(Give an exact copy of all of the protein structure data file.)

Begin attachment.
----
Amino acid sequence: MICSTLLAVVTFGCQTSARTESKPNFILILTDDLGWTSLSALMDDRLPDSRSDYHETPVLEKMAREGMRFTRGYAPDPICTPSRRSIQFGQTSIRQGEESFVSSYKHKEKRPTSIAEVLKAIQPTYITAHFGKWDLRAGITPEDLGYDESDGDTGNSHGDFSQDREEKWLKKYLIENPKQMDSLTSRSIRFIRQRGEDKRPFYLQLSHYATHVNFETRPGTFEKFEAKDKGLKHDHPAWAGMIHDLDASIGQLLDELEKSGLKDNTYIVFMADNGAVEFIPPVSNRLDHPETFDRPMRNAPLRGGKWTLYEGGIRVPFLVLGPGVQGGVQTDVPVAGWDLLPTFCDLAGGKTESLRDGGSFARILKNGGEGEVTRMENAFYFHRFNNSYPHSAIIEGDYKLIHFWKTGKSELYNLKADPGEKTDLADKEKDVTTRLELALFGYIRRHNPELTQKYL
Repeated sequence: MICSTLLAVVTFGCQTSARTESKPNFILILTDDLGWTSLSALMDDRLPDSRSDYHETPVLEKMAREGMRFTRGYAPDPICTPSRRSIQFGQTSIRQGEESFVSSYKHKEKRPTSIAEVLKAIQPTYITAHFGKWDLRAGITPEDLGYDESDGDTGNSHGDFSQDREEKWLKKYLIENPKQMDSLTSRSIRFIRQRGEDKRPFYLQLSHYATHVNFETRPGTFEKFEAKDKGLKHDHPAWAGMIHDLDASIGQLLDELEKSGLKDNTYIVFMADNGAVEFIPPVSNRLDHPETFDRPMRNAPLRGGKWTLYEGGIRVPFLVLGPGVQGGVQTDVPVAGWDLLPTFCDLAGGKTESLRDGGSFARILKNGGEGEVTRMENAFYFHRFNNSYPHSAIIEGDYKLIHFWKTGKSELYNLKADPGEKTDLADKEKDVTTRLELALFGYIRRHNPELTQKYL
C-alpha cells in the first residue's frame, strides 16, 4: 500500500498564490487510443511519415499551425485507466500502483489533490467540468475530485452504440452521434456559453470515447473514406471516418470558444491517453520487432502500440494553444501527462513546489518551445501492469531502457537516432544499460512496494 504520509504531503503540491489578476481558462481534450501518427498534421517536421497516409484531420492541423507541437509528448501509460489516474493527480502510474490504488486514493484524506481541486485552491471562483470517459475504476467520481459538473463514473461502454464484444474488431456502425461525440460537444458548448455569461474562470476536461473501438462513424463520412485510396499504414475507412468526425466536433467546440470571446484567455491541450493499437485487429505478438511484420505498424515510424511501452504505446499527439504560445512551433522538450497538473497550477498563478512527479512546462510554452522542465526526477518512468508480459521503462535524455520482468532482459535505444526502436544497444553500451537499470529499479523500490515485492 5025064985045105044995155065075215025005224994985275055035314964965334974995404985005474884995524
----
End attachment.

Amino acid sequence: MICSTLLAVVTFGCQTSARTESKPNFILILTDDLGWTSLSALMDDRLPDSRSDYHETPVLEKMAREGMRFTRGYAPDPICTPSRRSIQFGQTSIRQGEESFVSSYKHKEKRPTSIAEVLKAIQPTYITAHFGKWDLRAGITPEDLGYDESDGDTGNSHGDFSQDREEKWLKKYLIENPKQMDSLTSRSIRFIRQRGEDKRPFYLQLSHYATHVNFETRPGTFEKFEAKDKGLKHDHPAWAGMIHDLDASIGQLLDELEKSGLKDNTYIVFMADNGAVEFIPPVSNRLDHPETFDRPMRNAPLRGGKWTLYEGGIRVPFLVLGPGVQGGVQTDVPVAGWDLLPTFCDLAGGKTESLRDGGSFARILKNGGEGEVTRMENAFYFHRFNNSYPHSAIIEGDYKLIHFWKTGKSELYNLKADPGEKTDLADKEKDVTTRLELALFGYIRRHNPELTQKYL
Repeated sequence: MICSTLLAVVTFGCQTSARTESKPNFILILTDDLGWTSLSALMDDRLPDSRSDYHETPVLEKMAREGMRFTRGYAPDPICTPSRRSIQFGQTSIRQGEESFVSSYKHKEKRPTSIAEVLKAIQPTYITAHFGKWDLRAGITPEDLGYDESDGDTGNSHGDFSQDREEKWLKKYLIENPKQMDSLTSRSIRFIRQRGEDKRPFYLQLSHYATHVNFETRPGTFEKFEAKDKGLKHDHPAWAGMIHDLDASIGQLLDELEKSGLKDNTYIVFMADNGAVEFIPPVSNRLDHPETFDRPMRNAPLRGGKWTLYEGGIRVPFLVLGPGVQGGVQTDVPVAGWDLLPTFCDLAGGKTESLRDGGSFARILKNGGEGEVTRMENAFYFHRFNNSYPHSAIIEGDYKLIHFWKTGKSELYNLKADPGEKTDLADKEKDVTTRLELALFGYIRRHNPELTQKYL
C-alpha cells in the first residue's frame, strides 16, 4: 500500500498564490487510443511519415499551425485507466500502483489533490467540468475530485452504440452521434456559453470515447473514406471516418470558444491517453520487432502500440494553444501527462513546489518551445501492469531502457537516432544499460512496494 504520509504531503503540491489578476481558462481534450501518427498534421517536421497516409484531420492541423507541437509528448501509460489516474493527480502510474490504488486514493484524506481541486485552491471562483470517459475504476467520481459538473463514473461502454464484444474488431456502425461525440460537444458548448455569461474562470476536461473501438462513424463520412485510396499504414475507412468526425466536433467546440470571446484567455491541450493499437485487429505478438511484420505498424515510424511501452504505446499527439504560445512551433522538450497538473497550477498563478512527479512546462510554452522542465526526477518512468508480459521503462535524455520482468532482459535505444526502436544497444553500451537499470529499479523500490515485492 5025064985045105044995155065075215025005224994985275055035314964965334974995404985005474884995524